There has been much confusion regarding the character, purpose, and benefit of projects in Africa such as those launched by multimillionaire musical artist Akon in Senegal. This project is described by the New York Post as being “run entirely on renewable energy” and Akon himself is quoted as saying: “With the AKoin we are building cities, the first one being in Senegal…we’re securing the land and closing out all the legislation papers for the city. We want to make it a free zone and cryptocurrency-driven as a test market.” Essentially, this is a capitalist project. This is an old strategy, one of wealthy diasporic Africans (Akon himself is of Senegalese extraction) returning to the motherland, buying up property, and trying to construct little Wakandas. The recolonization movement in the early 1800s (backed by wealthy colonizers in the UK and US) led to the formation of two “independent states” on the West Coast of Africa, Liberia, and Sierra Leone. These countries were not independent, they can be seen as the first neocolonial test cases. In the case of Sierra Leone, initially populated by diasporic Africans who self-liberated from slavery during the American “Revolution”, it remained a colony of Britain until 1961. Both countries lacked native control over their natural resources. Liberian rubber was the property of Yankee corporations, diamonds from Sierra Leone remained in the grasping hands of the British. One of the main reasons that the Americans sought to destroy the movement led by Marcus Garvey was that it promoted, encouraged and developed strategies for African economic self-determination in the US, in the Caribbean and Latin America, and in the Continent. The imperialists simply could not allow this, and it is to the eternal demerit of Communists that we failed to develop mass links and a United Front with this movement which captured the energy and support of tens of millions of Africans, instead of working for its destruction because we saw it as an ideological and political rival.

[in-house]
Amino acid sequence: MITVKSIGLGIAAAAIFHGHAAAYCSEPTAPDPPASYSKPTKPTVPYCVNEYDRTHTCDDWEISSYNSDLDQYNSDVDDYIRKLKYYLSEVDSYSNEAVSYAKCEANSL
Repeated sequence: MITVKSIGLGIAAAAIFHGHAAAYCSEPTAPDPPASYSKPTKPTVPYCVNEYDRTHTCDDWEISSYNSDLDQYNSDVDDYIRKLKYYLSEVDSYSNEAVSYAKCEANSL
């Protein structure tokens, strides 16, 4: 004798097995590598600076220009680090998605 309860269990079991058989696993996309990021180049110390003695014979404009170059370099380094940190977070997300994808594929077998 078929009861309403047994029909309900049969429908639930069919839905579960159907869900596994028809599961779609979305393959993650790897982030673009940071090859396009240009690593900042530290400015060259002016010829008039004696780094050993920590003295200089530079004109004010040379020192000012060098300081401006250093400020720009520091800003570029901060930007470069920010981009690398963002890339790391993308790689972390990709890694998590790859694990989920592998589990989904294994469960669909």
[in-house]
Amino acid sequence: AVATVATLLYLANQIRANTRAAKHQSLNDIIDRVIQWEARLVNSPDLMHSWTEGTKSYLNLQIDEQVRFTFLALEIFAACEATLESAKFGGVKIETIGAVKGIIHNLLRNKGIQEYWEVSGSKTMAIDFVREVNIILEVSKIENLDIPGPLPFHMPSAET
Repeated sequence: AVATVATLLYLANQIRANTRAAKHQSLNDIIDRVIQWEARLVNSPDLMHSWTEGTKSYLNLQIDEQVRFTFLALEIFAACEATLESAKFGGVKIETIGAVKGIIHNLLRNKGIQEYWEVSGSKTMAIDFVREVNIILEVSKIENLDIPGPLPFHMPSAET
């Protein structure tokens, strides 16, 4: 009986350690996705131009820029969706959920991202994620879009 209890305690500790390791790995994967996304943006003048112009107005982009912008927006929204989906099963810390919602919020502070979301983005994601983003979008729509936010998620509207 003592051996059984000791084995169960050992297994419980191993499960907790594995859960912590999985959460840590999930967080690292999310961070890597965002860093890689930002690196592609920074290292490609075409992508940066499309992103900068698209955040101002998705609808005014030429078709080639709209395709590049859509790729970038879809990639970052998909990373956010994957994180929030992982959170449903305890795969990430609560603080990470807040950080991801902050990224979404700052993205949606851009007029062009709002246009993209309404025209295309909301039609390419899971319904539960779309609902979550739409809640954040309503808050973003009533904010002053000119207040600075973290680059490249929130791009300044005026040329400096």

Back to the Akon City project. Akon’s goals, I believe, are not wilfully malicious. I begrudge no African that thinks they are genuinely helping their people. However, this project is a capitalist project and thus is doomed to either fail or set up a wealthy utopia for Europeans and Africans with the means to play around with cryptocurrency and such. In essence, Akon is hamstrung by his class position and class stand. Rich Africans returning to the Continent and seeking to set up what are essentially little Liberias and little Wakandas is a strategy that does not take into account the presence and insidious machinations of neocolonialism and bureaucratic capitalism (compradorism). Africa is poor not because the people there are bad capitalists. Africa is poor because of capitalism and imperialism and its lackeys on the Continent who are installed to ensure the flow of resources to the old colonial metropoles. Akon City is closed to the tens of thousands of Congolese youth who mine the coltan which will fuel Akon’s cryptocurrency. Akon City is closed to the hundreds of thousands in Dakar who live in shipping containers and do not have running water, or electricity. Akon City is as real to the majority of Africans as Wakanda is. For all Africans to enjoy a high standard of living it is essential to replace capitalist pipe dreams with Pan-African socialist reality. Africans, working-class and peasant Africans, must have control of our wealth and our Continent. Neocolonialism and imperialism must be buried with armed force. As long as colonizers continue to loot our continent we will see no peace, millions of us will continue to die no matter how many glass and concrete monstrosities Akon constructs. Look to Liberia and Sierra Leone as negative examples, and study the works of those such as Kwame Nkrumah, Malcolm X, and other Pan-African revolutionaries. Apply them to our day to day reality, analyze and criticize everything, and seize the time. Take class as the key link.